While college education can potentially generate higher returns later in life, parents who borrow loans for children may face excessive repayment burden. This paper examines the experience of Parent Loan for Undergraduate Students (PLUS) borrowers using administrative records of a large student loan guaranty agency. We find that parent PLUS loans in general outperform loans borrowed by students but parent borrowing has its own risks and the outcome varies among borrowers. Parent borrowers whose children attended Minority Serving Institutions (MSIs) likely have paid down less debt and are more likely to default than those supporting children who attend non-MSIs. Through interviews with borrowers, we find that PLUS borrowers have more experience handling debt than their children but may not have fully expected the repayment obligations nor had sufficient communications with their children regarding the financial responsibility. This study sheds light on an understudied aspect of college financing.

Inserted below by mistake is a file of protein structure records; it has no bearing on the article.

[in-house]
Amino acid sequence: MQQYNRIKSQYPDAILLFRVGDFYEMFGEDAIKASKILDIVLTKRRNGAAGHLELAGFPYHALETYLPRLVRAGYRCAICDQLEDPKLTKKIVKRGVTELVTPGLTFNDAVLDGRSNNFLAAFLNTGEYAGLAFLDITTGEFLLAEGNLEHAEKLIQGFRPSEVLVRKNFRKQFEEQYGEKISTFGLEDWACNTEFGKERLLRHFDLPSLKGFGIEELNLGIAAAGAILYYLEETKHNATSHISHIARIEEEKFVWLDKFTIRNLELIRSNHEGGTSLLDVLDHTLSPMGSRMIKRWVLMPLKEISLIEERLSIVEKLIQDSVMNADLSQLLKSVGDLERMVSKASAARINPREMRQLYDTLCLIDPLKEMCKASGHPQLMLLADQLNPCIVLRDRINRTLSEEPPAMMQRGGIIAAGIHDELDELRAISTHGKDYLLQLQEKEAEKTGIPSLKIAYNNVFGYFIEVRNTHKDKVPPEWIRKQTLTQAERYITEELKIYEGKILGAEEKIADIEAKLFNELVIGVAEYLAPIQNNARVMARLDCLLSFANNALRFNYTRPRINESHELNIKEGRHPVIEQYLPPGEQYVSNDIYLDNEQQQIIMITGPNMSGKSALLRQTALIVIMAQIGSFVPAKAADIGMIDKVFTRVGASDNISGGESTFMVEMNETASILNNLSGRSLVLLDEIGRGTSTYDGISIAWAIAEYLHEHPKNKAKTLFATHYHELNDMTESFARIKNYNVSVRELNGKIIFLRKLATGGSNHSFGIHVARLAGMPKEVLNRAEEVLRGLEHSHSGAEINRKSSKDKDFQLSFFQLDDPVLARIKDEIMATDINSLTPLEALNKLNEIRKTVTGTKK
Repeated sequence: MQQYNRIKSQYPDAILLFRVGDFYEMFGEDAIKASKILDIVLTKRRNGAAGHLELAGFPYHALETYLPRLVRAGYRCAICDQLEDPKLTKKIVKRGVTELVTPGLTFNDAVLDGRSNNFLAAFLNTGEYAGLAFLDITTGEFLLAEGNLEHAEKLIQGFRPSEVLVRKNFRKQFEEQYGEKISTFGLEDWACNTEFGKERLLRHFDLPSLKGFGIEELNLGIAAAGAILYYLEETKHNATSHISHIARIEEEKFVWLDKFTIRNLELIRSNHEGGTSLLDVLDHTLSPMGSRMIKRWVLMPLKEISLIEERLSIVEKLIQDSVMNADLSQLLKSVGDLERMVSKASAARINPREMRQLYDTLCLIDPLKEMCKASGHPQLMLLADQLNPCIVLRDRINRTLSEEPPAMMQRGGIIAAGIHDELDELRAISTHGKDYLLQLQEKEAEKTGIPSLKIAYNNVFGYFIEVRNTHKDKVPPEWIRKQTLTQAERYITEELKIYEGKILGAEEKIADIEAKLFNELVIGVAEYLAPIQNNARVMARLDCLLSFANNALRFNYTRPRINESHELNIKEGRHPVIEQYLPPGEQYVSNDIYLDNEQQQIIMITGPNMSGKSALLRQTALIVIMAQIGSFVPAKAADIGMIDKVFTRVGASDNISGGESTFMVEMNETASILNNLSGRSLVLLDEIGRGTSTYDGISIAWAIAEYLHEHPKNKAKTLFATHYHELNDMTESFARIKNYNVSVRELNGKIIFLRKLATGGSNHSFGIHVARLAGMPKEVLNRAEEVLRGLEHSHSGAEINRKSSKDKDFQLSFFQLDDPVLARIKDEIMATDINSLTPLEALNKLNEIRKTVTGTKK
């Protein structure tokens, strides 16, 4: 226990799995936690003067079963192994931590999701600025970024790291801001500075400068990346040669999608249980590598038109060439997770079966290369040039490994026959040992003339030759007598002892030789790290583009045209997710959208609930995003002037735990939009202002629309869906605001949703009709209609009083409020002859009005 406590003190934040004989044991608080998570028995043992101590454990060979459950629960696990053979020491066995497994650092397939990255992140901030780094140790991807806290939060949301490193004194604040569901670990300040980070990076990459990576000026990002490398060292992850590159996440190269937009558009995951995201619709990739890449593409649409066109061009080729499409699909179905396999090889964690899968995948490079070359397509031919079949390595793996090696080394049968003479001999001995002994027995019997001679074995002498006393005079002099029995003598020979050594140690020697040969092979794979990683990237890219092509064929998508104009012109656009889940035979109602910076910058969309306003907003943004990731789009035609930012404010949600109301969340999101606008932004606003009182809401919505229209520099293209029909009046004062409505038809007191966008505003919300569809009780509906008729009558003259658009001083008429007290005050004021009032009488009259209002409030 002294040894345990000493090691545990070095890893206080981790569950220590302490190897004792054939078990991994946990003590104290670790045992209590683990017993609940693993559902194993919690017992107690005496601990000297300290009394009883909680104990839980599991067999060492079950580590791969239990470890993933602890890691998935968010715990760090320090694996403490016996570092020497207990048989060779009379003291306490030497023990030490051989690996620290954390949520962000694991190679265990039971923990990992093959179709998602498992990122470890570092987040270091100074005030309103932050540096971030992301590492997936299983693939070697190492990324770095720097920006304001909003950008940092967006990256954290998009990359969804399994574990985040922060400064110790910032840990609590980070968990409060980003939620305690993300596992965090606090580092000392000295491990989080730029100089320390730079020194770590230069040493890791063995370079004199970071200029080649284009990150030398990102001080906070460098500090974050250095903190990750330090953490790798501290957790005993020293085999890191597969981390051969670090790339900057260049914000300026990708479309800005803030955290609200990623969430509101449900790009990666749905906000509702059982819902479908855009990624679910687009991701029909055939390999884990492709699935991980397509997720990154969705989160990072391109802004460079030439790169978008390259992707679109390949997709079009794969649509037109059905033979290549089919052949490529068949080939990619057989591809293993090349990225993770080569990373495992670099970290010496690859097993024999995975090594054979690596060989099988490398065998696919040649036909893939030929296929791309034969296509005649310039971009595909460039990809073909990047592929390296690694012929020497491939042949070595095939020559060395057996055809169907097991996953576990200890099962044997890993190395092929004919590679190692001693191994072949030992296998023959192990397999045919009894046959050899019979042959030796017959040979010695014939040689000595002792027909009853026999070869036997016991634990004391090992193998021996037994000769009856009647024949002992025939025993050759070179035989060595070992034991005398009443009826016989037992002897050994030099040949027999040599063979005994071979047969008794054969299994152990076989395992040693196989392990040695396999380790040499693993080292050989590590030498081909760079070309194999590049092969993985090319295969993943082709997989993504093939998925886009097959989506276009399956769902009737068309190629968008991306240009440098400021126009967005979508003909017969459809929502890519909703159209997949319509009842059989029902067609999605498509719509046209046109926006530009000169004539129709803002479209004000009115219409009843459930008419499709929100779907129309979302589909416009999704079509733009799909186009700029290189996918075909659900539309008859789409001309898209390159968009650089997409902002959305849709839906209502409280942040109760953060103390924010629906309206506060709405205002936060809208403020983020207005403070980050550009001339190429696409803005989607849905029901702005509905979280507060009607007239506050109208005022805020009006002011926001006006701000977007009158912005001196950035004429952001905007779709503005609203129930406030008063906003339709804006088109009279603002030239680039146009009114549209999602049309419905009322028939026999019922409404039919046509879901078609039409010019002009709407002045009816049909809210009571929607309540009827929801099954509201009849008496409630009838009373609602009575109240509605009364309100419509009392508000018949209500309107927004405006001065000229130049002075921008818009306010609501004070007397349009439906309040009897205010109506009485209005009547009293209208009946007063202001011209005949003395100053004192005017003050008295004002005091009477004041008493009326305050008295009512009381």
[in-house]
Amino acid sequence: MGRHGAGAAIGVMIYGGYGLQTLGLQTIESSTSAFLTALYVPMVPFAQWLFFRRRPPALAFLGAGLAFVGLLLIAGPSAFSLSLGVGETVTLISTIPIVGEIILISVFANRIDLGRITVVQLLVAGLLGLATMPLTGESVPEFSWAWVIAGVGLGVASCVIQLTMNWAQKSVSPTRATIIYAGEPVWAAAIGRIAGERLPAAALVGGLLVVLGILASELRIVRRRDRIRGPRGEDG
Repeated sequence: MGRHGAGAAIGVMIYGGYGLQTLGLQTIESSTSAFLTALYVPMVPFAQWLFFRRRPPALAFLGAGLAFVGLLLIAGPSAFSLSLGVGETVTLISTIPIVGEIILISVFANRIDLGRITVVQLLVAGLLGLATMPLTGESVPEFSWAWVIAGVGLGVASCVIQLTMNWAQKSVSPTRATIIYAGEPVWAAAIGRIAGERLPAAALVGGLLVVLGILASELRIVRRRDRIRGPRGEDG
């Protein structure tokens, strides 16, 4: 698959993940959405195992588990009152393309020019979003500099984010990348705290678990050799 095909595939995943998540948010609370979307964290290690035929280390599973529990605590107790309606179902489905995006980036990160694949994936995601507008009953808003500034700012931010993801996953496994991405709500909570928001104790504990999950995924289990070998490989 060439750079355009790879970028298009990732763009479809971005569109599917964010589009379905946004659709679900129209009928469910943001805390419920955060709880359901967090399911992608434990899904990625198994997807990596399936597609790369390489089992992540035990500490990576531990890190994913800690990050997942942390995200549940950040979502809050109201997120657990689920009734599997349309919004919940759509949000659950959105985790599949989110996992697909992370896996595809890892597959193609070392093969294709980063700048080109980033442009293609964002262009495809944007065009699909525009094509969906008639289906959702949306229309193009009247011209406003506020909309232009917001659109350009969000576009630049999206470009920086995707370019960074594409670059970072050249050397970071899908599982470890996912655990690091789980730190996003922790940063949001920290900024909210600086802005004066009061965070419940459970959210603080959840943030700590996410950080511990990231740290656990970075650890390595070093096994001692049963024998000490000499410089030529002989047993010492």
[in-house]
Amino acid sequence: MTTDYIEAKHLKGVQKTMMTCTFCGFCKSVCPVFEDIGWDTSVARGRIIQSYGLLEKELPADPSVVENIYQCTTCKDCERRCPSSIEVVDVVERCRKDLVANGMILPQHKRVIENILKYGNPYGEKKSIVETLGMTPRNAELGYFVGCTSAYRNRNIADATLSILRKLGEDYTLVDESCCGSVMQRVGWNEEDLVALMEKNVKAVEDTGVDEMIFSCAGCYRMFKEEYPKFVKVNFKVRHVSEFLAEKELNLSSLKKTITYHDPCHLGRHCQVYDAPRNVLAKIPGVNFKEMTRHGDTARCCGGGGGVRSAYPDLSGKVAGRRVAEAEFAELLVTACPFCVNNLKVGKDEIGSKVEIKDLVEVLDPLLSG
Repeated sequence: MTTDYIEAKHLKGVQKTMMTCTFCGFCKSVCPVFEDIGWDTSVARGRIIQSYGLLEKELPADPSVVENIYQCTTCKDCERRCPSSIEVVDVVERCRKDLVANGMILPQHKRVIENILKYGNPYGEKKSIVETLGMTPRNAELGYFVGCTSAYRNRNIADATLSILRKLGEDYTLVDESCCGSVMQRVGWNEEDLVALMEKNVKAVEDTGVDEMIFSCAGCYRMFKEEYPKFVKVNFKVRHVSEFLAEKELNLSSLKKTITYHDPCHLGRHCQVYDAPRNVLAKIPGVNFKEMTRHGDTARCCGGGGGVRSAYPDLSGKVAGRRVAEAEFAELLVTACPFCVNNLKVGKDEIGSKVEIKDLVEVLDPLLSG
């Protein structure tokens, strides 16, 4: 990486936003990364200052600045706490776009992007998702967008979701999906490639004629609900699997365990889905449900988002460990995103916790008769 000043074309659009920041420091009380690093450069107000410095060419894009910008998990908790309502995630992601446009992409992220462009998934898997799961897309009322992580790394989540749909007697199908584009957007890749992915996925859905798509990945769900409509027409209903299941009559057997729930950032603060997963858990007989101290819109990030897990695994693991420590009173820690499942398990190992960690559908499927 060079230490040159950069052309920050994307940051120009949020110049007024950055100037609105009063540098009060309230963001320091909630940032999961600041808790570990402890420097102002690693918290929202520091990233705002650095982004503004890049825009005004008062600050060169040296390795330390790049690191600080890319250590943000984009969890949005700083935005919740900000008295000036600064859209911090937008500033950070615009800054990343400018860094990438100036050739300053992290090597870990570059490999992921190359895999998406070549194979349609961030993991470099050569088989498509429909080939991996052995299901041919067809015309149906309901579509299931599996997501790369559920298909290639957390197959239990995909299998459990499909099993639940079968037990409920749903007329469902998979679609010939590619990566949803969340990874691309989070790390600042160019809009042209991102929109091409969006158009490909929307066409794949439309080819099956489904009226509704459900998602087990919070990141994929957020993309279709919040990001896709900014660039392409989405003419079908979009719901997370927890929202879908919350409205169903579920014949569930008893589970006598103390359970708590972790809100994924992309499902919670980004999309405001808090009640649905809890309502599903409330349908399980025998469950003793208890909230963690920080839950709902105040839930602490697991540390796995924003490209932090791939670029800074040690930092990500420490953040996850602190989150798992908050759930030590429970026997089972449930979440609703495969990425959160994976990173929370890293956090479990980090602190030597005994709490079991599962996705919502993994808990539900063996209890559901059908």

Presented in Session 166. Race, Wealth, and Debt